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International Space Station Welcomes 3 New Crew Members

Nov 21, 2016 04:12 AM EST
Expedition 50 Qualification Exams
STAR CITY, RUSSIA - OCTOBER 25: In this handout provided by NASA, Expedition 50 crew members (L-R) ESA astronaut Thomas Pesquet, Russian cosmonaut Oleg Novitskiy of Roscosmos, and NASA astronaut Peggy Whitson pose for a group photograph ahead of their final qualification exams on October 25, 2016 at the Gagarin Cosmonaut Training Center (GCTC) in Star City, Russia.
(Photo : Bill Ingalls/NASA via Getty Images)

The International Space Station (ISS) has received three new residents aboard the Russian Soyuz spacecraft.

NASA astronaut Peggy Whitson, cosmonaut Oleg Novitskiy from the Russian federal space agency Roscosmos, and French astronaut Thomas Pesquet of the European Space Agency (ESA) successfully arrived at the ISS on Nov. 19 at 4:58 p.m. (9:58 GMT), docking the Soyuz spacecraft to the station's Rassvet module.

"Capture confirmed," a NASA commentator announced during a live broadcast aired on the agency's television and website.

The new crewmembers arrived two days after they launched from the Baikonur Cosmodrome in Kazakhstan on Thursday, Nov. 17. They will be joining the Expedition 50 crew, which is composed of NASA astronaut Shane Kimbrough and Russian cosmonauts Sergey Ryzhikov and Andrei Borisenko, who arrived at the orbiting lab in October. Together, the six crew members will contribute to hundreds of experiments in biology, biotechnology, physical science and Earth science, NASA said.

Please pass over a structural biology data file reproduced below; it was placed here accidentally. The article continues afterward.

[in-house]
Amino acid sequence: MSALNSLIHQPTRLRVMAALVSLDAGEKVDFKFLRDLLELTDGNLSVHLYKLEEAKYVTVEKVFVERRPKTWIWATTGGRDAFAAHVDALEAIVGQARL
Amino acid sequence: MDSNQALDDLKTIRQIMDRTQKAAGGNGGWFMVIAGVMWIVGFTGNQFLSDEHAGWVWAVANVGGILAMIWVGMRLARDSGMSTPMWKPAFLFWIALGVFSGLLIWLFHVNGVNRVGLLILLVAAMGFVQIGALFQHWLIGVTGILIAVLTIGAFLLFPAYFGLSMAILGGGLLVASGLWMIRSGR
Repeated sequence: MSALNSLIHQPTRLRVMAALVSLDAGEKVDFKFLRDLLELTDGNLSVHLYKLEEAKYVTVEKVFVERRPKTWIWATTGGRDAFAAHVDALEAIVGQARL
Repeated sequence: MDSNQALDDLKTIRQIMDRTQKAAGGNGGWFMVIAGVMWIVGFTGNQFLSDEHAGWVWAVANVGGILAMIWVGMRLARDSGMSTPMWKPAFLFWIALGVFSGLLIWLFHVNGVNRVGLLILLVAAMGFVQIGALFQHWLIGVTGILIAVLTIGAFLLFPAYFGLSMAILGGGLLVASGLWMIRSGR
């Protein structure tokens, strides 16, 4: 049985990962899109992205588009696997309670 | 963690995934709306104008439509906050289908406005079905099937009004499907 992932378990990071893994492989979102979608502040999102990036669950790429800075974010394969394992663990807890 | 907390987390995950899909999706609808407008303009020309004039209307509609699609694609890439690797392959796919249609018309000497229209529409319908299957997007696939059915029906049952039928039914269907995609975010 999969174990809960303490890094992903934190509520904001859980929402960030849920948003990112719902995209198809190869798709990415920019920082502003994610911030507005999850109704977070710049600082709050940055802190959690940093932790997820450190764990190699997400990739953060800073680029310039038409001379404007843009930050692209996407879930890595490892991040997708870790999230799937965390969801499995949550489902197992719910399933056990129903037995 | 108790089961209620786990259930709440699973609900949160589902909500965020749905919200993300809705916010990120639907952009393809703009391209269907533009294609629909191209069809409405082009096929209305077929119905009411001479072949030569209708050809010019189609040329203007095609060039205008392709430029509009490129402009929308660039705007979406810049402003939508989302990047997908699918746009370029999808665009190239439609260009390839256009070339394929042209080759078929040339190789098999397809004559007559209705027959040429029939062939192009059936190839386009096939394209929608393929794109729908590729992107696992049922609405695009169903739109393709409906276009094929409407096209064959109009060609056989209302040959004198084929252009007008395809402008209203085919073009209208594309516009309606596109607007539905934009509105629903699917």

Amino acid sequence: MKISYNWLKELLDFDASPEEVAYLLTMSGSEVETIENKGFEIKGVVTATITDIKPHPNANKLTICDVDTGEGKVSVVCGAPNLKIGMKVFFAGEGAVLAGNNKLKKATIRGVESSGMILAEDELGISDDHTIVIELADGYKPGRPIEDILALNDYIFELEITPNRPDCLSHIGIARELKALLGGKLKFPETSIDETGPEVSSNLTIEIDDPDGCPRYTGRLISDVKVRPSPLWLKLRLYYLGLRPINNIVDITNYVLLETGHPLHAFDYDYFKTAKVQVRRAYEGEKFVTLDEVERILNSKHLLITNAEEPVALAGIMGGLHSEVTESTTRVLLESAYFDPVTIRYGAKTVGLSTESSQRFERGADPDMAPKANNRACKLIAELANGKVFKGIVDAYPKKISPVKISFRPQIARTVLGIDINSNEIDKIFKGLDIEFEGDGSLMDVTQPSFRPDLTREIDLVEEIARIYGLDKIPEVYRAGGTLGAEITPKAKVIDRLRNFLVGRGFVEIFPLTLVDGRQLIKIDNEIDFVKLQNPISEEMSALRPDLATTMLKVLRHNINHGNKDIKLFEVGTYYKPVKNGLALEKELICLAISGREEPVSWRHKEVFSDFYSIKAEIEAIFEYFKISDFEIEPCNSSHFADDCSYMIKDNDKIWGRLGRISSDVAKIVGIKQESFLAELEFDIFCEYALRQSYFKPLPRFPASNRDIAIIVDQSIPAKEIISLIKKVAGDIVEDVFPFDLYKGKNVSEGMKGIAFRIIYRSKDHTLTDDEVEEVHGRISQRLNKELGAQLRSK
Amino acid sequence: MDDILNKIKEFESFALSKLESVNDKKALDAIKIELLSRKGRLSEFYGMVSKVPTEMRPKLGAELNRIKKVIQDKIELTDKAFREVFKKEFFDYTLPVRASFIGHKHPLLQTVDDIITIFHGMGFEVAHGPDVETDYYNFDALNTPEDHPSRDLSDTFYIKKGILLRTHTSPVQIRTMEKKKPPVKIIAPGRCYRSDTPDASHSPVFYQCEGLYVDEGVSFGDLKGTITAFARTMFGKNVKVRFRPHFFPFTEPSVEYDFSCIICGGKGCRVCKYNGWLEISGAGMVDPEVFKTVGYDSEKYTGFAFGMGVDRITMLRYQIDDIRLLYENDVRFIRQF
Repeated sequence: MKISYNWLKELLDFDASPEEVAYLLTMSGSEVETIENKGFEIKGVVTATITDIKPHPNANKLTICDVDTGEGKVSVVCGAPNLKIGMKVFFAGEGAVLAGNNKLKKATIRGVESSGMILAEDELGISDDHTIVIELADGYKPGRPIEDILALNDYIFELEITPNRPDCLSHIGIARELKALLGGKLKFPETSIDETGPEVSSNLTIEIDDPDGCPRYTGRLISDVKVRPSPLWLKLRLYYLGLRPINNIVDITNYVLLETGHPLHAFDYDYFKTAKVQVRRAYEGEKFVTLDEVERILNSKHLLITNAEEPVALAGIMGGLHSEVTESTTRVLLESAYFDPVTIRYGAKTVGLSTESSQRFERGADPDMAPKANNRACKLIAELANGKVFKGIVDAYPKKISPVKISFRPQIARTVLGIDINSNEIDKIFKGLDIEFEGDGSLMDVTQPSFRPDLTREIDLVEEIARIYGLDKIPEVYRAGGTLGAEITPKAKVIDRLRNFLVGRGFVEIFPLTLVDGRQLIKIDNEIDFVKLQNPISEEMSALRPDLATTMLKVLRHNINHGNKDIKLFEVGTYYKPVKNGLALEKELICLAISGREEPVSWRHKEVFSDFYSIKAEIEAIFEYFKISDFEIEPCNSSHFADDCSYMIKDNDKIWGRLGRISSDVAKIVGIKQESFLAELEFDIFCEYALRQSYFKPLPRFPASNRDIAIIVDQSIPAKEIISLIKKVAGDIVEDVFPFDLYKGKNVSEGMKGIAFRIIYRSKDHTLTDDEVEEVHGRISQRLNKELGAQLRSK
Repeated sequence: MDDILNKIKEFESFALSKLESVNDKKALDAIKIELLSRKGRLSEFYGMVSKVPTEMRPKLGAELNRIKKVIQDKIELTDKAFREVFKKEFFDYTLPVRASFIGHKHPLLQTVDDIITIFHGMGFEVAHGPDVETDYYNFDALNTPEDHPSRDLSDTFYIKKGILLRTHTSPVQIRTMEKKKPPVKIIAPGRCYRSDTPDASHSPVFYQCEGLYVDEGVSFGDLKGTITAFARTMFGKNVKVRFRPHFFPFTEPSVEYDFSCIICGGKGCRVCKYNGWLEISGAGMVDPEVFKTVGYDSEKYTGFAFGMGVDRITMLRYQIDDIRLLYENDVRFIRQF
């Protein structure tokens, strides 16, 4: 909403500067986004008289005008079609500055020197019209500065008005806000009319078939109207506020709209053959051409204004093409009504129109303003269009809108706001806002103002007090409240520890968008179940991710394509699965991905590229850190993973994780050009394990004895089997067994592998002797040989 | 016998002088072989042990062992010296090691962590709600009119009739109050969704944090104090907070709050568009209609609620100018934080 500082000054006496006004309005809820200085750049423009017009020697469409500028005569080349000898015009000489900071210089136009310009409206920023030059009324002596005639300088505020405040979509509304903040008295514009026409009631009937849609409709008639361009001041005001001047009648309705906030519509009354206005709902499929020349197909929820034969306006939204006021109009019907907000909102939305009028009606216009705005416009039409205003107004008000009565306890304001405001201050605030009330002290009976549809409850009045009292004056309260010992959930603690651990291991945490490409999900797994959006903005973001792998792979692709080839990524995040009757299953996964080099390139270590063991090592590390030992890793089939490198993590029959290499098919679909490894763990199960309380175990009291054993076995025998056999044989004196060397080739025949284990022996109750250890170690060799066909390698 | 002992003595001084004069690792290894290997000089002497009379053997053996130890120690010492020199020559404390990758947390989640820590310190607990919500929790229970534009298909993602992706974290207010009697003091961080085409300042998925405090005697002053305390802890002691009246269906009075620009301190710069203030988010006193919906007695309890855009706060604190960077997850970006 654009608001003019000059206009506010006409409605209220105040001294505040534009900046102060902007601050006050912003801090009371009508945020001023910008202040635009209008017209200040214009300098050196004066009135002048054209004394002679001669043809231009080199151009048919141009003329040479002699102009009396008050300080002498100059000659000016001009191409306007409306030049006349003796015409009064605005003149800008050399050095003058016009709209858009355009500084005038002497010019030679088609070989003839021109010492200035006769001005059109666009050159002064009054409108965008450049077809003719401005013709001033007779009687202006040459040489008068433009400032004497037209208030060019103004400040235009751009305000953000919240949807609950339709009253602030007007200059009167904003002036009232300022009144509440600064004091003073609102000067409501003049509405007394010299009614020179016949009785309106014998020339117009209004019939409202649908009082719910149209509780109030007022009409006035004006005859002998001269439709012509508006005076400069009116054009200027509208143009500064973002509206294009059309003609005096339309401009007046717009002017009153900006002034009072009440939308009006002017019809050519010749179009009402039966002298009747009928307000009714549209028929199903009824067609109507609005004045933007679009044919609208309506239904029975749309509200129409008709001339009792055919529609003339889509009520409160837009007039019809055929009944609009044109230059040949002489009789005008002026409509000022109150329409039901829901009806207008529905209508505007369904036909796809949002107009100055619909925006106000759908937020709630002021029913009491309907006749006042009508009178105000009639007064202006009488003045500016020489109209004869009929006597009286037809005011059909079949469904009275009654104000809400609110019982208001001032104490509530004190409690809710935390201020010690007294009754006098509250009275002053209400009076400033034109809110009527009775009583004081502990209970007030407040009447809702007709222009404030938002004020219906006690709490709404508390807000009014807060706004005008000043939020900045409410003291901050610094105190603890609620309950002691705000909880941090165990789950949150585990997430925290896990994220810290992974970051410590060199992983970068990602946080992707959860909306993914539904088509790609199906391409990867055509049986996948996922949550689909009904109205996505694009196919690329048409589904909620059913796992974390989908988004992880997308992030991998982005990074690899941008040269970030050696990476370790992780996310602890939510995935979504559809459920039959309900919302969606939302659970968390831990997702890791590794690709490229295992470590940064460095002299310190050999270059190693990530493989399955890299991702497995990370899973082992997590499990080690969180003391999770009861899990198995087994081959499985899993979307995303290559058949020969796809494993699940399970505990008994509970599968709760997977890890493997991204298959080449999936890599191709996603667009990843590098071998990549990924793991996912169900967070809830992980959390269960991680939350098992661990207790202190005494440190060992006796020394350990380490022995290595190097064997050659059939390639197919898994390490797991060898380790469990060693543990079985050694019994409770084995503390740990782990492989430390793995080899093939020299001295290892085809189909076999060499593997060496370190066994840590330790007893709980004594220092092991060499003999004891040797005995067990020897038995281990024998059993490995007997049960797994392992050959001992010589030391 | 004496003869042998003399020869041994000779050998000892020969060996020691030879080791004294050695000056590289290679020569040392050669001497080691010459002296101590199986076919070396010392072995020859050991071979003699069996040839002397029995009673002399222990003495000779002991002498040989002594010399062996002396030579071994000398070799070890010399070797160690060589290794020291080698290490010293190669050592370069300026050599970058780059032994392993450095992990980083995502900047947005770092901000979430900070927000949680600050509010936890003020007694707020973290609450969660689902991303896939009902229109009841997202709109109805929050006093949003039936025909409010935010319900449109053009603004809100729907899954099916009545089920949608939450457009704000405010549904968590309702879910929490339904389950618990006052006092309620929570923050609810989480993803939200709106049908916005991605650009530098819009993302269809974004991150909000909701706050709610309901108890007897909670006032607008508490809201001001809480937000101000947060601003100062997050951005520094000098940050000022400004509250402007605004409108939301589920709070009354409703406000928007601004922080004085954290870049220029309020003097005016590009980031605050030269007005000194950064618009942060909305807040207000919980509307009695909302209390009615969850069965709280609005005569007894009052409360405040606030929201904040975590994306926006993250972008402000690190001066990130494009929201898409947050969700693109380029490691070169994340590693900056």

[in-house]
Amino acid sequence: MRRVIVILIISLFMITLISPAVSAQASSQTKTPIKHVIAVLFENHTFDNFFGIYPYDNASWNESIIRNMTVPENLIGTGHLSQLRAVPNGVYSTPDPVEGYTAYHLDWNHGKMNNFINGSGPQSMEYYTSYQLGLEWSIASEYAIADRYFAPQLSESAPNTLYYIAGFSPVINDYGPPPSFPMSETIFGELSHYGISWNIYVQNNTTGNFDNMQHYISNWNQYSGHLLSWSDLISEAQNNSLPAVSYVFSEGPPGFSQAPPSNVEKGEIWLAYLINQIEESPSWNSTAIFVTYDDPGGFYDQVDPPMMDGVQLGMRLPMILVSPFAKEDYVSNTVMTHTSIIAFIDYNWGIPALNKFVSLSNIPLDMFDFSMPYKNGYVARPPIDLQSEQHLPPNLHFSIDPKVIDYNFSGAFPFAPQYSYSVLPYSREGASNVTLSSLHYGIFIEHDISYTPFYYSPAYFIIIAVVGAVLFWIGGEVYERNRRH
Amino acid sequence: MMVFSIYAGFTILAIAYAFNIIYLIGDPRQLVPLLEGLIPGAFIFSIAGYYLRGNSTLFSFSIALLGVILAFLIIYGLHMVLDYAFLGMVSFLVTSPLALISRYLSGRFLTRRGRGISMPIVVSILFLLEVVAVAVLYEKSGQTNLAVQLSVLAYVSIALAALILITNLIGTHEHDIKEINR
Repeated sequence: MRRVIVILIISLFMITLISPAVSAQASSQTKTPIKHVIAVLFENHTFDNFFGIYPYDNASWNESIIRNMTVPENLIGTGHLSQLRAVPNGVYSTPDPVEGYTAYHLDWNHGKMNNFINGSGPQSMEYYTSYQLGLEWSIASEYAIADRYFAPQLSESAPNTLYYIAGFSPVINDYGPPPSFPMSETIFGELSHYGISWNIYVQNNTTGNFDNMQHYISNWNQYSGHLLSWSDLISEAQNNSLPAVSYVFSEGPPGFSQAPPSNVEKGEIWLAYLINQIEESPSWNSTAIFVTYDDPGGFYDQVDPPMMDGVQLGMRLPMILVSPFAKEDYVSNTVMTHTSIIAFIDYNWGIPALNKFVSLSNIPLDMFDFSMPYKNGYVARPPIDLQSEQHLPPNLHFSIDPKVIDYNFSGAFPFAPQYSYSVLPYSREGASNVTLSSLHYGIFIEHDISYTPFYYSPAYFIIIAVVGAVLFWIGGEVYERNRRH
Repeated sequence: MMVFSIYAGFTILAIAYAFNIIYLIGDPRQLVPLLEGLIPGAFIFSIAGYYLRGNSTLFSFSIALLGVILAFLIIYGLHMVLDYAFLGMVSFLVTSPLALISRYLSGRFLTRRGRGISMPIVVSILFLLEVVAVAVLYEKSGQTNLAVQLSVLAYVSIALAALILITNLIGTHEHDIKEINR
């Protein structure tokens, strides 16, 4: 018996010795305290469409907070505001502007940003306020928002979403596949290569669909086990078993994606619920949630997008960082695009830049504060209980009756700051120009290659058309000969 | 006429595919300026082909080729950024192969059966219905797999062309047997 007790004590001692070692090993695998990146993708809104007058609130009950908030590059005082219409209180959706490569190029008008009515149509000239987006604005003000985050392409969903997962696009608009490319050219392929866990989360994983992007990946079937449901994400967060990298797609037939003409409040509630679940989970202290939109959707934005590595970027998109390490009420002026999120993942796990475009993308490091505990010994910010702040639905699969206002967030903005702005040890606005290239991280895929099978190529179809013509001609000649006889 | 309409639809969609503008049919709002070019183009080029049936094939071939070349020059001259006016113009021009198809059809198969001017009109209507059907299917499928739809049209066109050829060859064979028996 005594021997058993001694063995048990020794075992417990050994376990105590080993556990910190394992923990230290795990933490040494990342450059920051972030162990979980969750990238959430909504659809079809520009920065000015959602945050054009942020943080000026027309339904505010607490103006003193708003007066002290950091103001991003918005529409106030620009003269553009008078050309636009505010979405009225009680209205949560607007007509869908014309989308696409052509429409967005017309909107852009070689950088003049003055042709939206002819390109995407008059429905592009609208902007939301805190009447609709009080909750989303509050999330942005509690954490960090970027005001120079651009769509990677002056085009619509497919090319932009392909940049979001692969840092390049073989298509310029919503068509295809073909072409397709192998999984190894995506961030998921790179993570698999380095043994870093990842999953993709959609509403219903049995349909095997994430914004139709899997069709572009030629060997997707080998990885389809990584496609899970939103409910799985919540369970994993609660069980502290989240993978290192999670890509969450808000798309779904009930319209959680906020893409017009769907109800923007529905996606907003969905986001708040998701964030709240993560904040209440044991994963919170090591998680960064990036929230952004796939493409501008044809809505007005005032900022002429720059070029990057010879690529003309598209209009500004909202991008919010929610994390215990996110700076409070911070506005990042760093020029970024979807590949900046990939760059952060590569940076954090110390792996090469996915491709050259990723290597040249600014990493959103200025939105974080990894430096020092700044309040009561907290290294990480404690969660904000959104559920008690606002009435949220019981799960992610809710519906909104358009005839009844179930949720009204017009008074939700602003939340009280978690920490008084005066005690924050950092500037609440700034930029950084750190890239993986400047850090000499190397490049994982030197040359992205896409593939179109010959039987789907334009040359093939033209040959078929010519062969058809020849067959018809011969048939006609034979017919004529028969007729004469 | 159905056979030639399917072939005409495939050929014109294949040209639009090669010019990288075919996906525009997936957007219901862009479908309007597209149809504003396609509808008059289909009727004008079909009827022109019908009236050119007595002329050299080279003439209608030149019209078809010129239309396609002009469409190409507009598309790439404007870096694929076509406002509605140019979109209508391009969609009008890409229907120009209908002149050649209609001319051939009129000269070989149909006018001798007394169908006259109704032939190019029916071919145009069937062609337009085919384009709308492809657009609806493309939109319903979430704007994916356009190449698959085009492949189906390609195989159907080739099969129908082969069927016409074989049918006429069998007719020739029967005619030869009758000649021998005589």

One of the experiments to be conducted would be recording how lighting could impact the overall health and well-being of ISS crew and how the microgravity environment could affect tissue regeneration in humans and the genetic properties of plants grown in space, reports.

During the mission, 56-year-old Whiston will be breaking a number of records. She is currently the oldest female astronaut to reach the space station. At the start of Expedition 51 in February, Whitson will also become the first woman to lead the ISS twice throughout its 16 years in orbit. In 2007, she served as commander of Expedition 16 and had been the first woman to hold the post.

Whitson's journey to the ISS and back to Earth will also extend her existing record as the first woman to have the longest time in space. With the additional 179 days for Expedition 50/51, she will also hold the record for the most time in space by an American, surpassing current holder Jeff Williams of NASA.

Apart from science experiments, the crew members will also receive three cargo deliveries consisting of food, fuel and supplies. The crew will also receive new lithium batteries as replacement for the nickel-hydrogen batteries currently used in storing energy generated by the station's solar arrays.

The new batteries will be installed in January, where the world will witness another series of spacewalks. The crew will return to Earth in May 2017.

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